Arkansas Farm Owner Settles Guestworker Lawsuit

Media Contact
Cynthia Martinez, Communications Director
512.374.2764 or cmartinez@trla.org
Sarah Donaldson, Attorney
203.907.5300 or sdonaldson@trla.org

LITTLE ROCK, Arkansas – December 15, 2009 – An Arkansas farm owner has settled a lawsuit filed by four Mexican guestworkers over abuses suffered while the workers were employed on an Austin–based farm.

Represented by Southern Migrant Legal Services, the guestworkers alleged that after Jack Odom, owner of Odom Farms, brought them to the United States for work, he confined them to a filthy, infested and dangerous metal packing shed, failed to reimburse travel costs as required by law, and then confiscated their passports in order to keep them at the farm. Their lawsuit, alleging violations of the Fair Labor Standards Act, the Immigration and Nationality Act, the Trafficking Victims Protection Act, and contract law, was filed in May 2009.

“Employers should know that if they bring in guestworkers and then treat the workers unlawfully, they will have to answer for their actions,” said the workers’ attorney Sarah Donaldson.

According to the lawsuit, the workers were not allowed to leave the inhumane conditions in their shed without an escort.  The men were subjected to verbal abuse and were threatened that Odom would keep them from returning to the United States legally if they complained or left due to the conditions.

Odom brought the workers to the United States using the H-2A guestworker visa program which allows employers to hire foreign workers if sufficient domestic labor cannot be found.  In addition to providing a way for foreign workers to come to the United States, the program also provides legal protections for their rights to safe housing, transportation, and adequate wages.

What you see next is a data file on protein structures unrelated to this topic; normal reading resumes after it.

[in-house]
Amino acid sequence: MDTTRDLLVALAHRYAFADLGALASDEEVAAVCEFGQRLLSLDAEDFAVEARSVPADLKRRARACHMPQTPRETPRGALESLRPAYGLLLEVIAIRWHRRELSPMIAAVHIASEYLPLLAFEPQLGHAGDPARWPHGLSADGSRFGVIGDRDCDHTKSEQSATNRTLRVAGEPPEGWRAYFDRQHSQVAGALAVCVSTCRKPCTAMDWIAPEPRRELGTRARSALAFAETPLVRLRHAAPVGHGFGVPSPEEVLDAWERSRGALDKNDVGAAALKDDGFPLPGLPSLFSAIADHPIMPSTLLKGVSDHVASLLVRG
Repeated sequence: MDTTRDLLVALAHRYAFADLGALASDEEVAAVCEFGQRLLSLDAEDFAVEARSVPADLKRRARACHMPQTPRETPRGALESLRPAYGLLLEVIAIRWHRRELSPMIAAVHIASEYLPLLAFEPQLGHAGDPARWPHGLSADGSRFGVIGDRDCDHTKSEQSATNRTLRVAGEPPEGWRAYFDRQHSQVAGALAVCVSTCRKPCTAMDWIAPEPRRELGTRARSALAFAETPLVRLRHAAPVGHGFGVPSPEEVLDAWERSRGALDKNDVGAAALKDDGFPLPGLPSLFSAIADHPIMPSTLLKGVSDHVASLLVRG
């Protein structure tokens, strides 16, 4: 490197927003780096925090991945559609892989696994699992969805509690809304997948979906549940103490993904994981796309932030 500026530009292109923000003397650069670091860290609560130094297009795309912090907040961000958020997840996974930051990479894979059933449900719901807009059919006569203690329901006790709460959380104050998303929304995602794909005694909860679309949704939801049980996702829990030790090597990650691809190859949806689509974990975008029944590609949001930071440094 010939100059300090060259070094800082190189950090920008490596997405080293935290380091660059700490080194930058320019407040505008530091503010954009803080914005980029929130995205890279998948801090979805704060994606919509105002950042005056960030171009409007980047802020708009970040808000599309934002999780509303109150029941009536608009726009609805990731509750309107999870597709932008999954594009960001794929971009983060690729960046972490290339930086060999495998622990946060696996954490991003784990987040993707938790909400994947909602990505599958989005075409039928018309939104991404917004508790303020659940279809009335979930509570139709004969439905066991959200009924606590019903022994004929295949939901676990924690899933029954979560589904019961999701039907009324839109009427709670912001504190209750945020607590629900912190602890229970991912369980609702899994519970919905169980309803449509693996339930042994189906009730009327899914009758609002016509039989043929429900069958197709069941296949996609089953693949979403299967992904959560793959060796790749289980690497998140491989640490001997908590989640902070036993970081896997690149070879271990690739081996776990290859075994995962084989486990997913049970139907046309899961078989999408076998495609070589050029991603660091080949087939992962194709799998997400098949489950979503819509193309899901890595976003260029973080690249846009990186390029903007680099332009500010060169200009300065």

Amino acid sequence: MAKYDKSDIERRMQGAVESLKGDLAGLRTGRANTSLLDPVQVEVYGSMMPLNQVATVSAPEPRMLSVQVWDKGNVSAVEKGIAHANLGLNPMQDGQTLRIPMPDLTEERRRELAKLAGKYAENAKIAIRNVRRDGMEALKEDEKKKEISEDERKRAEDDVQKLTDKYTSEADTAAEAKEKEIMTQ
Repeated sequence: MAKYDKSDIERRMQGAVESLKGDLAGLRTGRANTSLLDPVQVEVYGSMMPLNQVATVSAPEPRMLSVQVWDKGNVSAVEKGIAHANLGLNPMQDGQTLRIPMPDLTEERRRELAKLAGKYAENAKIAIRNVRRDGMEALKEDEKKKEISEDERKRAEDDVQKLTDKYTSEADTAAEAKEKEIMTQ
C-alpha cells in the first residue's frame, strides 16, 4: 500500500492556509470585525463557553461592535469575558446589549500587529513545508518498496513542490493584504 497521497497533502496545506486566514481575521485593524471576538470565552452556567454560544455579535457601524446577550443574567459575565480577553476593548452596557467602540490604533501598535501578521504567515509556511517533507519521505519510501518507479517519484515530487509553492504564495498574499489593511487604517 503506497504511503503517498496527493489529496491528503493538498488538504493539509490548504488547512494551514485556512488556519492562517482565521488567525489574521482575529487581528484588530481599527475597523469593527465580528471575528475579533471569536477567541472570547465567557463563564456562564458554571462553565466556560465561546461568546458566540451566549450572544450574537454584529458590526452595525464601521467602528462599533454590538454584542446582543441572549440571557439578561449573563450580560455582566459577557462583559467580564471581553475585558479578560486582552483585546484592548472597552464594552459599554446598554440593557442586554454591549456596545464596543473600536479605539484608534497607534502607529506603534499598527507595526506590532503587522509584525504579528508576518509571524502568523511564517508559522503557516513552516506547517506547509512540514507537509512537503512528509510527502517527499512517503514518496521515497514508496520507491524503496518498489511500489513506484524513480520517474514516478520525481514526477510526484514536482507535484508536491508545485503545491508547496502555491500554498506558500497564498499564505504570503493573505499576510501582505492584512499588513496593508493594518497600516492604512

Added Donaldson, “Abuse of the guestworker program gives growers an unfair advantage over law-abiding competitors.”

A copy of the complaint filed by the workers can be found at http://bit.ly/jackodom.

Southern Migrant Legal Services is a project of Texas RioGrande Legal Aid, Inc. (TRLA) that provides free legal services to migrant and seasonal farmworkers in Arkansas, Kentucky, Tennessee, Alabama, Mississippi and Louisiana.

Established in 1970, TRLA is a nonprofit organization that provides free legal services to low-income and disadvantaged clients in a 68-county service area in Texas. TRLA’s mission is to promote the dignity, self-sufficiency, safety and stability of low-income Texas residents by providing high-quality legal assistance and related educational services.

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